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Background α Carboxyl terminus 1 (αCT1) is a 25-amino acid therapeutic peptide incorporating the zonula occludens-1 (ZO-1)-binding domain of connexin 43 (Cx43) that is currently in phase 3 clinical testing on chronic wounds. In mice, we reported that αCT1 reduced arrhythmias after cardiac injury, accompanied by increases in protein kinase Cε phosphorylation of Cx43 at serine 368. Herein, we characterize detailed molecular mode of action of αCT1 in mitigating cardiac ischemia-reperfusion injury. Methods and Results To study αCT1-mediated increases in phosphorylation of Cx43 at serine 368, we undertook mass spectrometry of protein kinase Cε phosphorylation assay reactants. This indicated potential interaction between negatively charged residues in the αCT1 Asp-Asp-Leu-Glu-Iso sequence and lysines (Lys345, Lys346) in an α-helical sequence (helix 2) within the Cx43-CT. In silico modeling provided further support for this interaction, indicating that αCT1 may interact with both Cx43 and ZO-1. Using surface plasmon resonance, thermal shift, and phosphorylation assays, we characterized a series of αCT1 variants, identifying peptides that interacted with either ZO-1-postsynaptic density-95/disks large/zonula occludens-1 2 or Cx43-CT, but with limited or no ability to bind both molecules. Only peptides competent to interact with Cx43-CT, but not ZO-1-postsynaptic density-95/disks large/zonula occludens-1 2 alone, prompted increased pS368 phosphorylation. Moreover, in an ex vivo mouse model of ischemia-reperfusion injury, preischemic infusion only with those peptides competent to bind Cx43 preserved ventricular function after ischemia-reperfusion. Interestingly, a short 9-amino acid variant of αCT1 (αCT11) demonstrated potent cardioprotective effects when infused either before or after ischemic injury. Conclusions Interaction of αCT1 with the Cx43, but not ZO-1, is correlated with cardioprotection. Pharmacophores targeting Cx43-CT could provide a translational approach to preserving heart function after ischemic injury.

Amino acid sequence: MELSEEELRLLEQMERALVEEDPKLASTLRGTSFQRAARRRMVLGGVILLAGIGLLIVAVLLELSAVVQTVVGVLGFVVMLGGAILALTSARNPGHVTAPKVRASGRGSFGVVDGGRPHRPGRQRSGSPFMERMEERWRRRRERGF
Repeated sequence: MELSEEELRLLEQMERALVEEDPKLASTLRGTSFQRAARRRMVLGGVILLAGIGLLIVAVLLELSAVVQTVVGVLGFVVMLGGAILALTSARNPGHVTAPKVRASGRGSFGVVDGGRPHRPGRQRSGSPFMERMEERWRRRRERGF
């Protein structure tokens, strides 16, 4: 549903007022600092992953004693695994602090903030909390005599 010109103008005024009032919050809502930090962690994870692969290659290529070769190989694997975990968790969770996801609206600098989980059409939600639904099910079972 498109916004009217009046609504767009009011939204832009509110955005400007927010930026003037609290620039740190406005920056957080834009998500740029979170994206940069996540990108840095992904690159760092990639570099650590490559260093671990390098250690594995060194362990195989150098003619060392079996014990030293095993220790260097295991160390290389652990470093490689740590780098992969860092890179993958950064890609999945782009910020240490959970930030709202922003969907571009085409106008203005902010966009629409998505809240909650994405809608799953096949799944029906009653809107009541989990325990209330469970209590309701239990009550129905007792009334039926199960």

Hibernating mammals, like the arctic ground squirrel (AGS), exhibit robust resistance to myocardial ischemia/reperfusion (IR) injury. Regulated preference for lipid over glucose to fuel metabolism may play an important role. We tested whether providing lipid in an emulsion protects hearts from summer-active AGS better than hearts from Brown Norway (BN) rats against normothermic IR injury. Langendorff-prepared AGS and BN rat hearts were perfused with Krebs solution containing 7.5 mM glucose with or without 1% Intralipid™. After stabilization and cardioplegia, hearts underwent 45-min global ischemia and 60-min reperfusion. Coronary flow, isovolumetric left ventricular pressure, and mitochondrial redox state were measured continuously; infarct size was measured at the end of the experiment. Glucose-only AGS hearts functioned significantly better on reperfusion than BN rat hearts. Intralipid™ administration resulted in additional functional improvement in AGS compared to glucose-only and BN rat hearts. Infarct size was not different among groups. Even under non-hibernating conditions, AGS hearts performed better after IR than the best-protected rat strain. This, however, appears to strongly depend on metabolic fuel: Intralipid™ led to a significant improvement in return of function in AGS, but not in BN rat hearts, suggesting that year-round endogenous mechanisms are involved in myocardial lipid utilization that contributes to improved cardiac performance, independent of the metabolic rate decrease during hibernation. Comparative lipid analysis revealed four candidates as possible cardioprotective lipid groups. The improved function in Intralipid™-perfused AGS hearts also challenges the current paradigm that increased glucose and decreased lipid metabolism are favorable during myocardial IR.
BACKGROUND - Despite increased secondary cardiovascular events in patients with ischemic cardiomyopathy (ICM), the expression of innate cardiac protective molecules in the hearts of patients with ICM is incompletely characterized. Therefore, we used a nonbiased RNAseq approach to determine whether differences in cardiac protective molecules occur with ICM.